In addition, many listed companies currently have foreign participations that are under 25%, meaning that there is no real lack of opportunity for foreign investors. The limit also reflects the cautious approach of the QFMA to market development, as it seeks to safeguard the QE and the country against over-exposure to international flows. Foreign interest in the QE is growing, however. “The appetite to invest in Qatar from international investors has grown significantly in recent times and is expected to increase further,” Abdulhameed Sultan Al Jaber, the CEO of Dlala Holding, told OBG.

BRINGING IN THE FUNDS: Indeed, attracting more foreign investors to the QE and to the state as a whole is a priority of National Vision 2030, the country’s long-term development strategy. Under this plan, the establishment of Qatar as a global financial centre is seen as crucial to driving diversification, by moving the country away from its dependency on the oil and gas sector and creating broader-based economic growth.

Established in 2005, the QFC is an important part of the government’s strategy, offering international firms various incentives, such as 100% foreign ownership, streamlined registration systems and a favourable tax regime. The QFC has been trying in particular to boost the asset management (AM) segment. As part of these efforts, the QFC has started a fund seeding programme that is aimed at attracting international finance companies to set up in Qatar, with the QIA allocating $2bn to jumpstart the programme. In early 2012, the first investment was made and allocated to the private equity firm Barclay Natural Resource Investments (BRNI), a division of Barclays Bank that invests globally in upstream oil and gas, power and infrastructure. The BRNI office will be located within the QFC in Qatar.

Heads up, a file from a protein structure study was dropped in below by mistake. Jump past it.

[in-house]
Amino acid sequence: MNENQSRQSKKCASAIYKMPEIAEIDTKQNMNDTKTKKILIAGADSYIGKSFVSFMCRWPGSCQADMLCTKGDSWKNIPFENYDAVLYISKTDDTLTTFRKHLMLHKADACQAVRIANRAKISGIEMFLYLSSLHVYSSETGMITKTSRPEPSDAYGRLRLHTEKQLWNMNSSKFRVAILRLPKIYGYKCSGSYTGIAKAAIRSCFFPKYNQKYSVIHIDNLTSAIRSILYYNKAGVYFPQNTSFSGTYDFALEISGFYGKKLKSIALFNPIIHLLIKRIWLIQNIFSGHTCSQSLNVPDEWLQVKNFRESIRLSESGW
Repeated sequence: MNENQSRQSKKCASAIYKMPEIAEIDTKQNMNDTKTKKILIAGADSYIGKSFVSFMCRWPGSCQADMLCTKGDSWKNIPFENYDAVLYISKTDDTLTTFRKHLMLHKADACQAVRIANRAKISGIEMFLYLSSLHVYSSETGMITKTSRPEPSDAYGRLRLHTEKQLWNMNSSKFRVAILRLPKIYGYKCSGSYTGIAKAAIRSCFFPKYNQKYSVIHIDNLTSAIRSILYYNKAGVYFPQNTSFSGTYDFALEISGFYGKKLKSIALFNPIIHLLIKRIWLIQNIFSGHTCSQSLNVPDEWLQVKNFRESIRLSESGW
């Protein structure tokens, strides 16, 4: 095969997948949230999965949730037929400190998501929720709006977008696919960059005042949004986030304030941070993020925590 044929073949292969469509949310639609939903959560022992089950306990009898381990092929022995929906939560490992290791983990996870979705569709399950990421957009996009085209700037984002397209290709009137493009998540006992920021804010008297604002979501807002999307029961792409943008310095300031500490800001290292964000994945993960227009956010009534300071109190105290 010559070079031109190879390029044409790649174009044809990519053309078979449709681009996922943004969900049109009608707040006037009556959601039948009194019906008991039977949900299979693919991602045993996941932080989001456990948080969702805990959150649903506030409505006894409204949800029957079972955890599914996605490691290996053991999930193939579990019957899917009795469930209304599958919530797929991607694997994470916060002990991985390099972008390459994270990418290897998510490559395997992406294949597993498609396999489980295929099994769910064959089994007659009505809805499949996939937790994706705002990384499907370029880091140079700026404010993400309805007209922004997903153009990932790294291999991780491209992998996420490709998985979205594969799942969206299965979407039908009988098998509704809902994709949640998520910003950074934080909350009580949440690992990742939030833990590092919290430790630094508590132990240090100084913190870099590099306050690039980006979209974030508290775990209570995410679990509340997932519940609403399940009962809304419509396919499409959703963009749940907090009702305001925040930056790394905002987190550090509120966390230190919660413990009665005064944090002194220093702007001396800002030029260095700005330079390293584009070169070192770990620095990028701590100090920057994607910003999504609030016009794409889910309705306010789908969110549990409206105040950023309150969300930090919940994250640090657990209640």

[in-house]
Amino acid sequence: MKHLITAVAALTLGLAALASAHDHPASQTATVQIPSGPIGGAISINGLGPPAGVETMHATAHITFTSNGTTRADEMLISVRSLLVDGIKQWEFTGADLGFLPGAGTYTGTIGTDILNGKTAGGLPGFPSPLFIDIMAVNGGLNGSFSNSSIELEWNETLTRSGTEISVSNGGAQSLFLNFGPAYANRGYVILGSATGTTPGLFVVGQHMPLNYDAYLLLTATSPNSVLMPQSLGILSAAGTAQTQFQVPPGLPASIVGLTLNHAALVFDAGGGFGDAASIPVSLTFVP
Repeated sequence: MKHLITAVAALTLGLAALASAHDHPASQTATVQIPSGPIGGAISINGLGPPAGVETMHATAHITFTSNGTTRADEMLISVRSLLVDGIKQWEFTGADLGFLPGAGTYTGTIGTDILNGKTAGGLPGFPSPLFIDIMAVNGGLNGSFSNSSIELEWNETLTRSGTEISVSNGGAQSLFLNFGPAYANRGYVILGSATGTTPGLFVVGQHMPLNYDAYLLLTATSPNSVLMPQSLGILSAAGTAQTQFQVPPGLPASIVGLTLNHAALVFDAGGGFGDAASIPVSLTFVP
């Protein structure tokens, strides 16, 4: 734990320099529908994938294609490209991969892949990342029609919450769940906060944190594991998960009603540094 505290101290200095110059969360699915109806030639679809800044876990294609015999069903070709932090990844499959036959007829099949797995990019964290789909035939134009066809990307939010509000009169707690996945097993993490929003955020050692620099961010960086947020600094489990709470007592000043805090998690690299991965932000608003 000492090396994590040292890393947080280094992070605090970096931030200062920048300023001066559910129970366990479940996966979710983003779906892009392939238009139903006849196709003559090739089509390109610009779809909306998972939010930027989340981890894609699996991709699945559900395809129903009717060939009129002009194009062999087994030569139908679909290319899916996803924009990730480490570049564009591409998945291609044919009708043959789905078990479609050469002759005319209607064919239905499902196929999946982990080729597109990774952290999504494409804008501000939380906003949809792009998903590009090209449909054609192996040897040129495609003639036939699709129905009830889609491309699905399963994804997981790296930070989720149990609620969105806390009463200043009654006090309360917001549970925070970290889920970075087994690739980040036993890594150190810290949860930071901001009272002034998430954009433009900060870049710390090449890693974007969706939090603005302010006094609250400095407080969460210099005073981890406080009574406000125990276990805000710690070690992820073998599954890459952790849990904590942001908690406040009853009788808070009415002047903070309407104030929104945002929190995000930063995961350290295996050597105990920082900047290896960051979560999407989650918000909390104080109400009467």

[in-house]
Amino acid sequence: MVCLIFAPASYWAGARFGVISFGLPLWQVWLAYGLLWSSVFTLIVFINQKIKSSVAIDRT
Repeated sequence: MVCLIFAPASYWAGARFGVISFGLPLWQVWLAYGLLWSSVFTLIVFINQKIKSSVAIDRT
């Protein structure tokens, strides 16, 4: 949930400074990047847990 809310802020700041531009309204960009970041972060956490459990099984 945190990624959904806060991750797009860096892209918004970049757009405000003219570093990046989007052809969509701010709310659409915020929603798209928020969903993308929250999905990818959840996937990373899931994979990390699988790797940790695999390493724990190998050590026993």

AM is a relatively new development in Qatar, with the first fund, Qatar Gate Fund, launched by Qatari asset management and investment advisory firm Amwal in the early 2000s. QNB Asset Management entered the scene in 2005, growing from QR230m ($63.2m) of funds under management in 2005 to QR11.5bn ($3.16bn) by the end of 2011.

According to George Shehadeh, the CEO of Amwal, the factors that have contributed to the expansion of local AM services include the increasing wealth generated by the country’s strong GDP growth; greater investor awareness of the benefits of professional AM in contrast to self-managed portfolios; efforts to promote the sector and the establishment of professional firms locally; and growing interest from foreign investors on the back of improving financial disclosures encouraged by the QE.

However, in terms of AM and fund management overall, the Qatari market remains small, with potential for growth. The QE 2012 report gave a figure of 3% for the proportion of managed funds (MFs) to GDP in Qatar, compared to 33.2% in the UK, for example. Private equity managers are also few, with investment bank QI nvest a major player in that area. In terms of funds, there were 10 Qatari funds listed as of the end of 2011, totalling $354m. The largest was the Qatar Investment Fund, valued at $201m. Amwal’s Qatar Gate Fund remains the top performer – for the three years to March 2012 – outperforming the index by 33.3%.